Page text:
The year after I started we got the new system. We’d make up the depilatory in a big tank – 21/2cwt hydrated lime, 110lbs sodium sulphide and 55 gallons of water. That were enough to paint 400 skins. They’d be stood for twenty-four hours and pulled next day. We’d have socks up our arms, then protective gloves on top as the acid was corrosive. If any got through a hole, even just a thornprick in the wool, you’d have blood all over you. It were three flights of stairs and across the yard to the gents for clean water to wash the acid off.

Blood poisoning, everybody was off with that. You’d have a hot linseed poultice on it and I mean hot. You’d run to front door and back with the heat when your mum put it on. It did the job though. If you fell in a soak, there were only a brick width between them when I started, they were reluctant to let you come home, they’d want you to work that day out.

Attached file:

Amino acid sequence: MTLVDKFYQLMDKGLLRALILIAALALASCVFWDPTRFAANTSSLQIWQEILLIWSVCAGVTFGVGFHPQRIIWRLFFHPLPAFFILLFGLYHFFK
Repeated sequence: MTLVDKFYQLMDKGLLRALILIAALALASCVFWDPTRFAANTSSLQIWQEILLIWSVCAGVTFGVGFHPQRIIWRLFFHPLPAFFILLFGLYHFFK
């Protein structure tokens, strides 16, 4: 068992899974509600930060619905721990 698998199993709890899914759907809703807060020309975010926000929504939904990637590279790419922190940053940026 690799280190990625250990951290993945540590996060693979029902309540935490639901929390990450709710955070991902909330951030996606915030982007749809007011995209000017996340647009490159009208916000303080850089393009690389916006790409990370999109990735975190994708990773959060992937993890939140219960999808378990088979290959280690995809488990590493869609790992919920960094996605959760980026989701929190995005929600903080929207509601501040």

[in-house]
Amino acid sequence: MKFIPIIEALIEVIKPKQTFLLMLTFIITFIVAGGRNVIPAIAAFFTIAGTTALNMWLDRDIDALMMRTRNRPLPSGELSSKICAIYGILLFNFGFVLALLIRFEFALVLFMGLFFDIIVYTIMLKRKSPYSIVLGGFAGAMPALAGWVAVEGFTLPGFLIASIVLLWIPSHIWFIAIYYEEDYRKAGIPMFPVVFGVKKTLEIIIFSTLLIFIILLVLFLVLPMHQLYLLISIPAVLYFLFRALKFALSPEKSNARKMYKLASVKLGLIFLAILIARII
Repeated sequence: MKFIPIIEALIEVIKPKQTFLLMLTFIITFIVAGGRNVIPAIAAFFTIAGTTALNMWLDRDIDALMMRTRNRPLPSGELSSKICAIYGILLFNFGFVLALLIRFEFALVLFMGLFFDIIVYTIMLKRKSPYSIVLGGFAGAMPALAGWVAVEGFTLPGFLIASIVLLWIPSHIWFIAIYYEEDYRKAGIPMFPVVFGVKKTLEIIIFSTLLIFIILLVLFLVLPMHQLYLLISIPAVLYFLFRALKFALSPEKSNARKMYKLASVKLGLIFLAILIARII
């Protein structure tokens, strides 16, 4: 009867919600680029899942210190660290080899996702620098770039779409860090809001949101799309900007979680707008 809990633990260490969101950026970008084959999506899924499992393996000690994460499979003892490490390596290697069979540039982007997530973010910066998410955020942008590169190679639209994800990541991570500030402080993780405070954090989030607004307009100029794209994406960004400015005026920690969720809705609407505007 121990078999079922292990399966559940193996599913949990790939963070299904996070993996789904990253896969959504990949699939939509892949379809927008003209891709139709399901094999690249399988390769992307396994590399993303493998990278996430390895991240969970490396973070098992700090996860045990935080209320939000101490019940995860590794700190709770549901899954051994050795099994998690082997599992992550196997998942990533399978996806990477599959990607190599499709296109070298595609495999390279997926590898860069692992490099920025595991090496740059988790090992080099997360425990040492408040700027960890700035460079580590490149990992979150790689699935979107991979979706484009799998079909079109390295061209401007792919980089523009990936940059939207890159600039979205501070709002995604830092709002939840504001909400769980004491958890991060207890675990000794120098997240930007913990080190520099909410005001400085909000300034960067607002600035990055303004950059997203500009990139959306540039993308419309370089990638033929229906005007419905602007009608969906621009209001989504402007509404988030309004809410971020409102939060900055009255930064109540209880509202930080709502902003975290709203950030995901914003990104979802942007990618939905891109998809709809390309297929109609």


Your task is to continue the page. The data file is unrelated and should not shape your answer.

Under the old rock lime system they’d pulled with their bare hands. Stockholm tar was the only protection. Dad never undid his braces, he had to pull them over his shoulders without undoing them, he’d got such holes in his hands.

Dad was the ‘Tom’ man, he were in charge. Not officially like, but between us. We’d been pulling for three-quarters of an hour, say, he’d put a skin on the board, get down the left shank and then shout "Tom!" and we’d all take ten minutes bacca time. No one dared get another skin after he’d shouted. When he thought time were up he was off out of boghut and back to it. One minute he were there with his coat turned up, smoking his Woodbines, and next he were gone, catching three or four of us without gloves on, so’s he’d get a head start. He’d some constitution, me Dad, no-one could keep up with him. He kept a stoup going on stove at home, pig’s trotters, sheep’s head, everything went into it. He’d take some of the broth in his bottle to work every day. He’d be in bed by eight o’clock every night.